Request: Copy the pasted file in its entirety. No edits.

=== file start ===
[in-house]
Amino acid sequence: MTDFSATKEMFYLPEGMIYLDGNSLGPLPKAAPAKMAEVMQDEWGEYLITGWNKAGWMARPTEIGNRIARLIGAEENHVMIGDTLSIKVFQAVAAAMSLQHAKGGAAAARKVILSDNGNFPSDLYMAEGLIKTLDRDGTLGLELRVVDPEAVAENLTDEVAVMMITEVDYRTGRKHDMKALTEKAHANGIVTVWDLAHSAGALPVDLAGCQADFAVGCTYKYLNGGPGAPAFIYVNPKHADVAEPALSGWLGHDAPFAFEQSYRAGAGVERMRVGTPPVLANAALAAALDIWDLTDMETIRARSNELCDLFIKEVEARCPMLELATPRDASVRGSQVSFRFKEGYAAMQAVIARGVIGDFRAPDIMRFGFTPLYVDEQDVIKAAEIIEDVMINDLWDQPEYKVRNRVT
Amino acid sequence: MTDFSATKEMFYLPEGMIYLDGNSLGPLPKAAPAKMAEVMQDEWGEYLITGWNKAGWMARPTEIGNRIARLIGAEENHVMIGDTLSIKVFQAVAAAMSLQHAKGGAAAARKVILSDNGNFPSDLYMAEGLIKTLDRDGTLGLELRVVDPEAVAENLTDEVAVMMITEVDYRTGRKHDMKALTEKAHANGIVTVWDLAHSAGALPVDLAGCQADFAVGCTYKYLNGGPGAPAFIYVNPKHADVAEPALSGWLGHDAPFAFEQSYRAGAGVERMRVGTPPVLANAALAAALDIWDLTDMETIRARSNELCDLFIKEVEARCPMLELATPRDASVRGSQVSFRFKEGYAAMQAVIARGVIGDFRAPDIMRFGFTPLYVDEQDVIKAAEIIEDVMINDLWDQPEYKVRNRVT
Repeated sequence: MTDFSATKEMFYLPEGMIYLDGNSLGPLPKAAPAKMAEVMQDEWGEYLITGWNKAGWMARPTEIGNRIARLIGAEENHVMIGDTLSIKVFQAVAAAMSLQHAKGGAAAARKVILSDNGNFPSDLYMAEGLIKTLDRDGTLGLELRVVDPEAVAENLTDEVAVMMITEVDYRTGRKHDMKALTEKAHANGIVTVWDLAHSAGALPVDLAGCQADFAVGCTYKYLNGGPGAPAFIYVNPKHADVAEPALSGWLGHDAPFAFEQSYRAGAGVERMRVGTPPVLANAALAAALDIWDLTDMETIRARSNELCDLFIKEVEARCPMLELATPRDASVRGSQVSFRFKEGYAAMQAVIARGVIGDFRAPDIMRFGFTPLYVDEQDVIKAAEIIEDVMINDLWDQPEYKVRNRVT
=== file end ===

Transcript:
[in-house]
Amino acid sequence: MTDFSATKEMFYLPEGMIYLDGNSLGPLPKAAPAKMAEVMQDEWGEYLITGWNKAGWMARPTEIGNRIARLIGAEENHVMIGDTLSIKVFQAVAAAMSLQHAKGGAAAARKVILSDNGNFPSDLYMAEGLIKTLDRDGTLGLELRVVDPEAVAENLTDEVAVMMITEVDYRTGRKHDMKALTEKAHANGIVTVWDLAHSAGALPVDLAGCQADFAVGCTYKYLNGGPGAPAFIYVNPKHADVAEPALSGWLGHDAPFAFEQSYRAGAGVERMRVGTPPVLANAALAAALDIWDLTDMETIRARSNELCDLFIKEVEARCPMLELATPRDASVRGSQVSFRFKEGYAAMQAVIARGVIGDFRAPDIMRFGFTPLYVDEQDVIKAAEIIEDVMINDLWDQPEYKVRNRVT
Amino acid sequence: MTDFSATKEMFYLPEGMIYLDGNSLGPLPKAAPAKMAEVMQDEWGEYLITGWNKAGWMARPTEIGNRIARLIGAEENHVMIGDTLSIKVFQAVAAAMSLQHAKGGAAAARKVILSDNGNFPSDLYMAEGLIKTLDRDGTLGLELRVVDPEAVAENLTDEVAVMMITEVDYRTGRKHDMKALTEKAHANGIVTVWDLAHSAGALPVDLAGCQADFAVGCTYKYLNGGPGAPAFIYVNPKHADVAEPALSGWLGHDAPFAFEQSYRAGAGVERMRVGTPPVLANAALAAALDIWDLTDMETIRARSNELCDLFIKEVEARCPMLELATPRDASVRGSQVSFRFKEGYAAMQAVIARGVIGDFRAPDIMRFGFTPLYVDEQDVIKAAEIIEDVMINDLWDQPEYKVRNRVT
Repeated sequence: MTDFSATKEMFYLPEGMIYLDGNSLGPLPKAAPAKMAEVMQDEWGEYLITGWNKAGWMARPTEIGNRIARLIGAEENHVMIGDTLSIKVFQAVAAAMSLQHAKGGAAAARKVILSDNGNFPSDLYMAEGLIKTLDRDGTLGLELRVVDPEAVAENLTDEVAVMMITEVDYRTGRKHDMKALTEKAHANGIVTVWDLAHSAGALPVDLAGCQADFAVGCTYKYLNGGPGAPAFIYVNPKHADVAEPALSGWLGHDAPFAFEQSYRAGAGVERMRVGTPPVLANAALAAALDIWDLTDMETIRARSNELCDLFIKEVEARCPMLELATPRDASVRGSQVSFRFKEGYAAMQAVIARGVIGDFRAPDIMRFGFTPLYVDEQDVIKAAEIIEDVMINDLWDQPEYKVRNRVT